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South-South Triangular Cooperation in Indonesia Institutionalizes Reflection and Learning to Capture and Employ Promising Practices

Apr 20, 2015
Bari Rabin

It’s a new day for Indonesia as an emerging political and economic global leader and as the government cultivates a new role for itself as a donor in its own right. By way of the South-South Triangular Cooperation (SSTC), the Government of Indonesia (GOI) is learning by doing to provide its own development assistance, including conceiving, designing, and delivering aid projects to other developing countries in their region with guidance and capacity support from USAID. 

The primary collaboration in the project takes place through co-investment in Triangular Pilot Activities in which the government of Indonesia provides assistance to developing countries through its National Coordination Team (NCT), building its own capacity to do so by partnering with USAID (the third party of the triangle) for guidance in planning, decision-making, implementation, monitoring, and reporting. Intervention areas are determined by third country demand and Indonesia/USAID sectoral expertise, including democracy, rights, and governance; disaster risk reduction; science and technology; health; education; and environment. To date, Triangular Pilot Activities have included knowledge transfer workshops on Disaster Risk Management (June 2013), Democratic Transitions in Arab Countries (September 2013), and Arab and African Countries Good Governance (May 2014). 

SSTC is an inherently “CLA” ( collaborating, learning and adapting) -type of project. Its goal is to advance global development issues of mutual interest between the government of Indonesia, the U.S. government and a country partner. By carrying out donor activities, recipient countries will benefit while the GOI strengthens its knowledge of development frameworks and practices. 

Partnership, collaboration, and learning from experience are all key to the SSTC project, both guiding the initiative’s design and shaping its delivery approach as the team takes cues from experience on the ground to steer the project’s course and adapt as needed. 

Because SSTC involves an innovative approach, many at USAID and in the  wider donor community are watching for the lessons that will emerge. Aware of this opportunity for learning, the USAID team is integrating actions throughout the project’s life cycle to ensure that reflection and stocktaking take place on a regular basis and that what is learned is fed back into the project and shared with others who may benefit. The approach for these activities will be laid out in the team’s Collaboration, Learning and Adapting Plan

“We’d like to contribute to the learning (on SSTC),” USAID/Indonesia team member Maiko Uchida explained. “(There are) different stakeholders involved to carry out the project, so what are we going to learn? We want to learn how we are doing in collaboration and what we can improve in our collaboration (as we go) for (subsequent phases of the project).”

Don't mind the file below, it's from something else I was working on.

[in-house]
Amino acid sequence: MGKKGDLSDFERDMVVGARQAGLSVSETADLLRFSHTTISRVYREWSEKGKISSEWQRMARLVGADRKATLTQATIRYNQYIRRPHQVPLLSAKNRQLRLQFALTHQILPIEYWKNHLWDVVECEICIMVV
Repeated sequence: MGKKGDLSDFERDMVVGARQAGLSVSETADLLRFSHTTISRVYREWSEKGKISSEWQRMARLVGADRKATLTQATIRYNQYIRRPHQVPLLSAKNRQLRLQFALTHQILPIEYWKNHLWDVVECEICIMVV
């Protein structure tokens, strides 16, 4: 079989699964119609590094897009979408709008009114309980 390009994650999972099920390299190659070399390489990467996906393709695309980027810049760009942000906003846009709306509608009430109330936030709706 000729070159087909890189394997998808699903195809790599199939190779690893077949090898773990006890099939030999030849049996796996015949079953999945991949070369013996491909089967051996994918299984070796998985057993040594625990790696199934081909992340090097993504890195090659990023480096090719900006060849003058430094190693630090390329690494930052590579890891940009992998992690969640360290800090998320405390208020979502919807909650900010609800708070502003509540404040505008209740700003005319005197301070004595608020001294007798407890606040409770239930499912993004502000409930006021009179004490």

To guide reflection and learning during SSTC project implementation, the USAID project team identified two key questions that are of priority interest: 

  1. Do we see changes in the relationship between USAID and GOI around SSTC? What are the changes and what caused them? and 
  2. Do we see changes in the government of Indonesia’s capacity to coordinate internally and with key stakeholders to implement SSTC projects? What are the changes and what contributed to the capacity increase? 

Through activities such as reflection sessions and After Action Reviews, the team will regularly look back on its work together in light of these priority interests, capturing what has been learned and identifying ways these lessons can best be applied. 

Joint research is another key learning activity. USAID Democracy and Governance officer Miranda Jolicoeur noted the importance the SSTC project gives to participatory approaches that engage Indonesian civil society organizations, universities and the private sector in developing SSTC’s learning agenda, developing new approaches, and broadening the reach of SSTC’s development results by sharing the knowledge and lessons learned.

Peer learning between USAID and government agencies in Indonesia is another key aspect to the capacity building pillar of the project and will take place through staff exchanges, study visits, and specialized technical assistance. “We are hosting smaller sessions”, Jolicoeur explained, “for example, our M&E specialist will meet with NCT reps next week to discuss how USAID organizes its development assistance to track it. We are also sharing with the Ministry of Finance mechanisms (through which) the USG provides foreign assistance.” Similarly, during a recent visit to USAID/Indonesia, a team from the Bureau for Policy, Planning and Learning facilitated a session with the NCT on collaborating, learning and adapting processes for the SSTC. 

Going forward, the South-South Triangular Cooperation project will grow beyond cooperation through workshops as the government expands its programming into project implementation focused on Gender-Based Violence in Papua New Guinea and Disaster Risk Reduction with the Islamic Development Bank, USAID, and Government of Senegal. 

As the SSTC project advances over time, USAID, the development community and the GOI itself will pay close attention to the models and approaches the project is building. How does an SSTC project contribute to the relationship between partners? To what degree does it help build capacity? Given the project team’s plan for assessing and tracking these changes and lessons through their CLA Action Plan, they should have a lot more to tell us in future.